Studies with stronger statistical evidence for their conclusions were more likely to be replicated than others, as were those with findings that were judged to be less surprising.

When a study’s results were not replicated, there could be several explanations, Nosek said. The original study could be wrong. Or it could be right, and the repeat study overlooked a real effect just by chance. Or both studies could be correct, with conflicting conclusions because of differences in how they were carried out.

Project workers tried to minimize such differences, but matching an original study could be tricky. E.J. Masicampo of Wake Forest University in Winston-Salem, North Carolina, a co-author of the new study, said one of his own experiments was not confirmed by the project.

The study required participants to make decisions that required significant mental effort. To create that situation, researchers asked undergrads to choose between off-campus apartments. That task wasn’t as mentally challenging when it was tried again at a different campus, which evidently threw off the results of the experiment, he said.

Duane Wegener, a psychologist at Ohio State University who was not among the new study’s authors, said a similar problem in reproducing the psychological setting for an experiment apparently explains why the project could not confirm one of his results.

Wegener said that the message of the new project’s results for psychological researchers is unclear because the reasons for the various failures to confirm are not known.

TIME Mental Health/Psychology

A New Theory of Why Neurotics Are Creative

A wandering mind might explain why creative leaders tend to be neurotic.

Adam Perkins is a psychologist and a self-proclaimed neurotic, contemplating things to the point of obsession. He can get anxious about things that might seem mundane to another person. And he’s admittedly quite sensitive.

Perkins also has a new theory, described in a piece published Thursday in the journal Trends in Cognitive Sciences, about why he and many others like him channel their neuroticism into creativity and problem solving. He argues it comes from how certain people daydream.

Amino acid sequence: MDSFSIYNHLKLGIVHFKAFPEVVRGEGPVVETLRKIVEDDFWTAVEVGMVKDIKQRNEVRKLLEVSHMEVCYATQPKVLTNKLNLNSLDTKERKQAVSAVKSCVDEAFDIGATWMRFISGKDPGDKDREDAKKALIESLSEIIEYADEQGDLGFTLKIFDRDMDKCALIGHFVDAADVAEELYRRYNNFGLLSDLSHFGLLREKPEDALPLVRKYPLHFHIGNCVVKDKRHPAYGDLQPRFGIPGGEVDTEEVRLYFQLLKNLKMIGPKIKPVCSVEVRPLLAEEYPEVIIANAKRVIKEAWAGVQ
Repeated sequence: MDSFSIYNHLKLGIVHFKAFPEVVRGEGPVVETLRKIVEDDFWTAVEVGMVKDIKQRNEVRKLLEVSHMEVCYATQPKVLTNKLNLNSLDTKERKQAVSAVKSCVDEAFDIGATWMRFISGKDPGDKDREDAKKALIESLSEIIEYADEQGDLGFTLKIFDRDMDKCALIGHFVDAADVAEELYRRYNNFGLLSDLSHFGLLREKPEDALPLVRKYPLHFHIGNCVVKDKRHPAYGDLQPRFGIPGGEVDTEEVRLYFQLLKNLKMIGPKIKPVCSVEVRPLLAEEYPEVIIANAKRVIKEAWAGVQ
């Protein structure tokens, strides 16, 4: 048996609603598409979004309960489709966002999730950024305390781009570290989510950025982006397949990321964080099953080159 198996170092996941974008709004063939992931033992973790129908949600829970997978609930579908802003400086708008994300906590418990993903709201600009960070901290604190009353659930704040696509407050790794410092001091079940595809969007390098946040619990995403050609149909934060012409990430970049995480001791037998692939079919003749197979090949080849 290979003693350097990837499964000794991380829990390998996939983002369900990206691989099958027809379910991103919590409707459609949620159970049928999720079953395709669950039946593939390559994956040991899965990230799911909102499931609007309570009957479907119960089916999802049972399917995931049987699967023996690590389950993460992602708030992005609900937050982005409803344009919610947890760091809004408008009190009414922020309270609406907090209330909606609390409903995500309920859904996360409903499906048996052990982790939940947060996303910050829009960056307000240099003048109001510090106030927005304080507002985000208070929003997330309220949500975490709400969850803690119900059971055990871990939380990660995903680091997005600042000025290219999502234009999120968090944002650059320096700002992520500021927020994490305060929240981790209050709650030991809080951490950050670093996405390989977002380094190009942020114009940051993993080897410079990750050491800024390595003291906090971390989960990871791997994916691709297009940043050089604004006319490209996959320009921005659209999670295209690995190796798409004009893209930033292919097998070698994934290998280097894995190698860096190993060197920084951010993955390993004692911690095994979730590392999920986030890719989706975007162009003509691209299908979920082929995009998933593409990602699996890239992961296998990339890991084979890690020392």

Neuroticism and creative thinking have long been correlated: some of history’s more exciting minds, from Isaac Asimov to Winston Churchill to Woody Allen, have been famously anxious with a tendency to brood. The trait is also often associated with being risk-averse; neurotic people are often considered “threat sensitive,” a classification that the psychologist Jeffrey Gray first pinpointed while developing a test that predicted a person’s tendency to be neurotic. Gray’s test showed that high scorers on the neuroticism test tended to avoid “dangerous” jobs, preferring occupations that kept them out of harm’s way—hence the association with more analytical jobs, which require creative problem solving, as opposed to physical ones.

But Gray’s analysis seemed simplistic, Perkins says. “Why should having a magnified view of threat make you good at coming up with solutions to difficult problems?” he tells TIME. “It doesn’t add up. On one hand, it’s a clever theory—it shows the difficulty of holding down a dangerous job, for example—but on the other hand, it doesn’t explain why [neurotic people] tend to feel unhappy or why they’re more creative.”

Perkins had an epiphany when he attended co-author Jonathan Smallwood’s lecture on mind wandering. Smallwood, an expert who studies the neuroscience of daydreaming, was describing self-generated thought and its origins in the brain’s medial prefrontal cortex, a part of the brain that has been linked with memories and recall.

“He started describing how people whose minds wander are better at things like creativity, delaying gratification and planning. He also talked about the way that daydreamers’ minds wander when they’re feeling kind of blue,” Perkins says. “And my ears perked up.”

Smallwood had run a series of tests on volunteers, where he’d put them through an MRI scanner with no instructions. Naturally, the volunteers began daydreaming. Those with negative thoughts would display greater activity in the medial prefrontal cortex. “If you have a high level of activity in this particular brain area, then your mind wandering tends to be threat-related,” he says.

That’s what happens in the brains of neurotic people when their minds wander.

And of course, no surprise, the longer one dwells on a problem, unwilling to let it go, the more likely they are to come up with a solution—making that a potential upside to neurotic daydreaming.

“There’s costs and benefits to being a neurotic,” Perkins says. “What’s interesting is that you can be neurotic and have a creative benefit, but we still don’t understand it.”

TIME Bacteria

How the Dust in Your Home Can Tell People Your Gender

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Paul Düsterhöft / Eye—;Getty Images/EyeEm Sweeping dusty room

Dust can also show the geographic location of your house and whether or not you have pets.

It turns out that dust collecting in the corners of your house is more than just a nuisance: it can also contain valuable information about you.

According to a new study published in the journal Proceedings of the Royal Society B, dust in people’s homes contains bacteria and fungi that can point to the geographic location of the house, the gender makeup of the people who live there, and whether or not they have pets.